Are they relationship risks? financial risks?

How did you decide whether to take the risk or not?

Have you taken a risk and failed? tell me about it!

Mumma Z xxx


Stay at home Mumma seeking to work from home… how hard can it be?

Job Wanted: Must suit mum with small children, can work from home, flexible, doesn’t cost a fortune to set up, earns decent income.

I wouldn’t be the only mum who’s looking for more flexibility in their work. Coming from a full-time position with 8-hour days work life balance is a joke. When I went back to work after my first, I was lucky enough to have my mum care for my son every day, but I still found the mental load of mum-life, work-life and homelife extremely heavy and draining. I was missing out on so many firsts with my son and when I was home, I was so tired I barely had energy to play. Now with two sons I have spent countless nights restless trying to come up with ideas that will allow me to work from home and be there for school drop offs and pickups. I’m seeking a job that allows me to work the hours I want whilst earning the same amount I was whilst working full-time..how hard can it be?

Turns out there’s a reason so many mums have to go back to work after babies. Establishing a business or income from home that provides enough income is bloody hard. Not to mention the fact that even entertaining an idea is extremely expensive. Setting up blogs, buying inventory/materials, marketing all comes with quite a substantial initial investment which sometimes isn’t viable whilst you’re living on parental leave payments.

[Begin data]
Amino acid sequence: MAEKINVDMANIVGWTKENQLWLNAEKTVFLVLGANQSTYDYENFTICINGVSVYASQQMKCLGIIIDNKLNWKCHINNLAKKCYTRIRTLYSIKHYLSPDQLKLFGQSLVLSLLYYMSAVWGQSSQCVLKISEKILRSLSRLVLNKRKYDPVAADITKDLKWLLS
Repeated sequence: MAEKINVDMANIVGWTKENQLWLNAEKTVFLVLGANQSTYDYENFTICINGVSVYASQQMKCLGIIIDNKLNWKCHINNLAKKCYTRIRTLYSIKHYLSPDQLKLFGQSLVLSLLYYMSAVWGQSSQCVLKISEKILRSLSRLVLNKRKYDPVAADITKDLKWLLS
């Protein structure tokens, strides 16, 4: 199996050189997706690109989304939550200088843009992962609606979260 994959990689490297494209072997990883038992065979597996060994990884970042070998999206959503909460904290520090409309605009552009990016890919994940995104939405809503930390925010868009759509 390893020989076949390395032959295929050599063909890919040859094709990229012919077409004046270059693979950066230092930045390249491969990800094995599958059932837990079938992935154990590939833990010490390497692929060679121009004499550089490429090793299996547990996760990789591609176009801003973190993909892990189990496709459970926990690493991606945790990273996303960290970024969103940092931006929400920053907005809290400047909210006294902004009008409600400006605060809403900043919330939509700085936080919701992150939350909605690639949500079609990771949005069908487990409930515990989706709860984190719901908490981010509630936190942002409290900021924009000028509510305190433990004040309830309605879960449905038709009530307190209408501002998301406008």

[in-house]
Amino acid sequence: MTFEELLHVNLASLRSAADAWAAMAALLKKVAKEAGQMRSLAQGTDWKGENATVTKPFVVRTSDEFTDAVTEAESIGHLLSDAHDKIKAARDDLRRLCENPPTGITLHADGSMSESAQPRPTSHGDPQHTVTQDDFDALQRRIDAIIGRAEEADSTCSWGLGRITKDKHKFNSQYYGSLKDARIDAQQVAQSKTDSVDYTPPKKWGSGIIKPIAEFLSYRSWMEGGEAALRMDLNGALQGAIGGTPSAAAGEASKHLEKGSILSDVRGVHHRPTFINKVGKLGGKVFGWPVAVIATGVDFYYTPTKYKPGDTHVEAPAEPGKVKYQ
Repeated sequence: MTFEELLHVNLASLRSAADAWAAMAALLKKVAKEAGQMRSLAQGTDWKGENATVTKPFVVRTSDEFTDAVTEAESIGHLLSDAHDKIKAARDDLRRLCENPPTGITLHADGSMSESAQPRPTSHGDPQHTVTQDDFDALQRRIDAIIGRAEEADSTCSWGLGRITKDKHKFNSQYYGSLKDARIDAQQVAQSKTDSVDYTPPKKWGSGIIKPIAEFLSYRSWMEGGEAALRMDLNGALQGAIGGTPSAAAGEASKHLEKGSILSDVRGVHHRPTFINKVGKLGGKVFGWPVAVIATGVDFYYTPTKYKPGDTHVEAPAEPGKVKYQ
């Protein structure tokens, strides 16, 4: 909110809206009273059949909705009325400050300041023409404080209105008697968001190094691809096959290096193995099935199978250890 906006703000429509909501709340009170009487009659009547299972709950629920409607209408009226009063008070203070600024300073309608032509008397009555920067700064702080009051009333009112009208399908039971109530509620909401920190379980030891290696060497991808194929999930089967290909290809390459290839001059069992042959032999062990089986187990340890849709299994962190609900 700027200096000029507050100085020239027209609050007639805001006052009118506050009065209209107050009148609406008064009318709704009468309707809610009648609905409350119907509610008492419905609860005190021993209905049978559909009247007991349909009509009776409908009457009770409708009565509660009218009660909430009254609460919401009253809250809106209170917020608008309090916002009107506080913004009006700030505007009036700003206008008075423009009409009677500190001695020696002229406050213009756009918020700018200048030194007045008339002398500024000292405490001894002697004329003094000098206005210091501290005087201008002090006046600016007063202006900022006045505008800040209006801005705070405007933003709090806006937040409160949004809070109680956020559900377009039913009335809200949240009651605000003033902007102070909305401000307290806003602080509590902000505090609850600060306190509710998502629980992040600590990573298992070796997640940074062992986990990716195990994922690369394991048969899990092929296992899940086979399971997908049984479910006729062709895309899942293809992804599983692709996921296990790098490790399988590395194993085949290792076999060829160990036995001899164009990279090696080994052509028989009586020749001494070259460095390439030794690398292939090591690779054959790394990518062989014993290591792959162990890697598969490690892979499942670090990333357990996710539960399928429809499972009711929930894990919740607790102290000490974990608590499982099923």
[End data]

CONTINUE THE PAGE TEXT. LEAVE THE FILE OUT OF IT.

For example, I brainstormed the idea of having my own baby clothing website. I research suppliers who quickly pointed out how much in advance you have to buy stock, and that they wouldn’t even consider selling to you until you’ve set up a website. Enter in another cost factor, setting up proper websites with payment options, logos and hosting even on a budget is close to $1000 minimum. Then add the marketing needed and small business insurance, it’s quite the risk for a stay at home mum to take especially if money is tight. Even if you do take the plunge and invest in yourself the hours required initially take you away from your babies the very people you are fighting to spend more time with.

In the great quest to gain financial freedom and work for yourself you may find you’ve ended up spending money and time instead.

I’m not particularly crafty so making something to sell would be quite difficult for me, but again selling your own work may also require selling at markets on weekends again being away from your babies.

Alternatively you could study something that allow you to work from home such as Marketing or Design but again there’s a large financial and time commitment to make before any income is made, and you may need to return to work whilst studying again taking you away from your babies.